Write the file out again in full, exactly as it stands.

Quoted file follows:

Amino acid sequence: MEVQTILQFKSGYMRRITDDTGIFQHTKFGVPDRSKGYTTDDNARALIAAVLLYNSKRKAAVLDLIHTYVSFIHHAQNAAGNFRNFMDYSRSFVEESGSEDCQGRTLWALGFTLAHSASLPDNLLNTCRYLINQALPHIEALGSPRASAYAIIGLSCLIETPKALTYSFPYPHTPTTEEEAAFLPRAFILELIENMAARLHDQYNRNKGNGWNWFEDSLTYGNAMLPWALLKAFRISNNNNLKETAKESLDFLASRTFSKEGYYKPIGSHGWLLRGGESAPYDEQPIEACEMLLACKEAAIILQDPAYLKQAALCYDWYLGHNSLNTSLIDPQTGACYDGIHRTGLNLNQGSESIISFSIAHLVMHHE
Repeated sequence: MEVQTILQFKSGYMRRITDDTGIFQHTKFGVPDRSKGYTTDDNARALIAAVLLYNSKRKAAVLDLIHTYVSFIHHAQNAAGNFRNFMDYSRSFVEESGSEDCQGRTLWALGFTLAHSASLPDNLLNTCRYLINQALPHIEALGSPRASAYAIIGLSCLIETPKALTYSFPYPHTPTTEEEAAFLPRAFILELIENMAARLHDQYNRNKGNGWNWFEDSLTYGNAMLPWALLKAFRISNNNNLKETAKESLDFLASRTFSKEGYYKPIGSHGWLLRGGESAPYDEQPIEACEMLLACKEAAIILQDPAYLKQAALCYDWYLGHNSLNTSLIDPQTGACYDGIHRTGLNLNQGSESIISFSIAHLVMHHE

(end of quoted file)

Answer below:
Amino acid sequence: MEVQTILQFKSGYMRRITDDTGIFQHTKFGVPDRSKGYTTDDNARALIAAVLLYNSKRKAAVLDLIHTYVSFIHHAQNAAGNFRNFMDYSRSFVEESGSEDCQGRTLWALGFTLAHSASLPDNLLNTCRYLINQALPHIEALGSPRASAYAIIGLSCLIETPKALTYSFPYPHTPTTEEEAAFLPRAFILELIENMAARLHDQYNRNKGNGWNWFEDSLTYGNAMLPWALLKAFRISNNNNLKETAKESLDFLASRTFSKEGYYKPIGSHGWLLRGGESAPYDEQPIEACEMLLACKEAAIILQDPAYLKQAALCYDWYLGHNSLNTSLIDPQTGACYDGIHRTGLNLNQGSESIISFSIAHLVMHHE
Repeated sequence: MEVQTILQFKSGYMRRITDDTGIFQHTKFGVPDRSKGYTTDDNARALIAAVLLYNSKRKAAVLDLIHTYVSFIHHAQNAAGNFRNFMDYSRSFVEESGSEDCQGRTLWALGFTLAHSASLPDNLLNTCRYLINQALPHIEALGSPRASAYAIIGLSCLIETPKALTYSFPYPHTPTTEEEAAFLPRAFILELIENMAARLHDQYNRNKGNGWNWFEDSLTYGNAMLPWALLKAFRISNNNNLKETAKESLDFLASRTFSKEGYYKPIGSHGWLLRGGESAPYDEQPIEACEMLLACKEAAIILQDPAYLKQAALCYDWYLGHNSLNTSLIDPQTGACYDGIHRTGLNLNQGSESIISFSIAHLVMHHE